Schumann: The Complete Songs, Vol. 8 – Christopher Maltman, Jonathan Lemalu & Mark Padmore
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The long-standing dispute between France and Germany concerning the Rhineland reached one of it many crisis points in 1840. To understand this, one has to go back to the territorial losses of Napoleon after his defeat in 1815; the Congress of Vienna limited France’s frontier to the Alsatian zone, and a confederation of Prussian city states was formed on the west bank. France continued to regard the river as its old, natural frontier; Germany treasured its post-Napoleonic restorations and acquisitions as symbolic of its new power. The river itself became a magical symbol of statehood (on both sides) which was not lost on that up-and-coming young composer, Richard Wagner.
A literary debate was launched which mirrored the political. Lamartine’s Marseillaise de la paix was meant to soothe German anger. The unknown Nikolaus Becker answered with this pugnacious lyric which won him wild approbation on all sides in Germany, and pensions from the kings of both Prussia and Bavaria. Alfred de Musset then countered with his cutting ‘Nous l’avons eu, votre Rhin allemand’ (Poésies nouvelles, 1841) a poem which Albéric Magnard was to set to music in 1891. (Magnard was to perish at the hands of German soldiers in 1914 as he defended his home from the enemy.)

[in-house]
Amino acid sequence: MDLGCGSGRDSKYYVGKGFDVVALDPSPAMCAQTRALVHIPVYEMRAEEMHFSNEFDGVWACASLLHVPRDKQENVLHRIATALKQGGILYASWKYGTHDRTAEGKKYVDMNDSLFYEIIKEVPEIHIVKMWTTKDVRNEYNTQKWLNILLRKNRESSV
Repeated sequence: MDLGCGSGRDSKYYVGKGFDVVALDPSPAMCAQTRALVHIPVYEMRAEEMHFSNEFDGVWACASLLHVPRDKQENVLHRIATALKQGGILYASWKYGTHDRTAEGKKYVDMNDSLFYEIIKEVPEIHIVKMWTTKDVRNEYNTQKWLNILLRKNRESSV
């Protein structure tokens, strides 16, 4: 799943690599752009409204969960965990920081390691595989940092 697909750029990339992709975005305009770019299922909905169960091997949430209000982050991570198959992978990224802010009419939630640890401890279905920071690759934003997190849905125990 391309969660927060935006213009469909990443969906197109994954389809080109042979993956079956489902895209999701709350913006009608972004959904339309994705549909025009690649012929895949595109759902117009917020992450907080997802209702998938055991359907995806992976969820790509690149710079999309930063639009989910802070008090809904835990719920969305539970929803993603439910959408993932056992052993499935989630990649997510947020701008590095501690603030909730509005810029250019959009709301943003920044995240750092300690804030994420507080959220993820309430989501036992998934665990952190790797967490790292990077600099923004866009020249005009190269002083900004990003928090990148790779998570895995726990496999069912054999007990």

Becker’s words touched and torched the new German nationalism. It was a cause which seemed to have united both Left and Right in Germany, to the horror of French liberals who had supposed that their German confrères would be above such petty hate-mongering. Schumann was a liberal who liked to think of himself as a radical. But even he was caught up in the wave of patriotism, and here the composer defends ‘Vater Rhein’ with the rest of them. This quarrel with France had little to do with the issues of liberty and justice within Germanspeaking lands which were to lead to the revolutions of 1848 – indeed, such jingoism was a distraction from such issues. War was temporarily side-stepped by Louis Philippe who dismissed his militant Prime Minister. But the flare-up of feeling was ominous for the future. Within thirty years the German Reich would shatter the gates of Paris. In 1871 the map of the region was re-drawn, and again in 1918, 1940 and 1945. The Rhine remains symbolic of Germany – perhaps thanks to Wagner – but one notices little attempt these days on the part of the French to claim this river as theirs. In any case Strasbourg remains a French city, even if full of German street-names, and the ‘Opéra du Rhin’ seldom has Wagner on its affiches.
The composer was far away from the Rhine when he wrote this song; he moved to Düsseldorf in 1851. His song in praise of the river had a tragic follow-up: determined to commit suicide Schumann threw himself into the Rhine on 27 February 1854. He was rescued by friendly fishermen who returned him home. All the details of this sad story are recounted in the diary of a man with whom the composer was friendly at the time, the leader of the Düsseldorf Orchestra whose name was also Becker – first name Ruppert, not Nikolaus.
from notes by Graham Johnson © 2003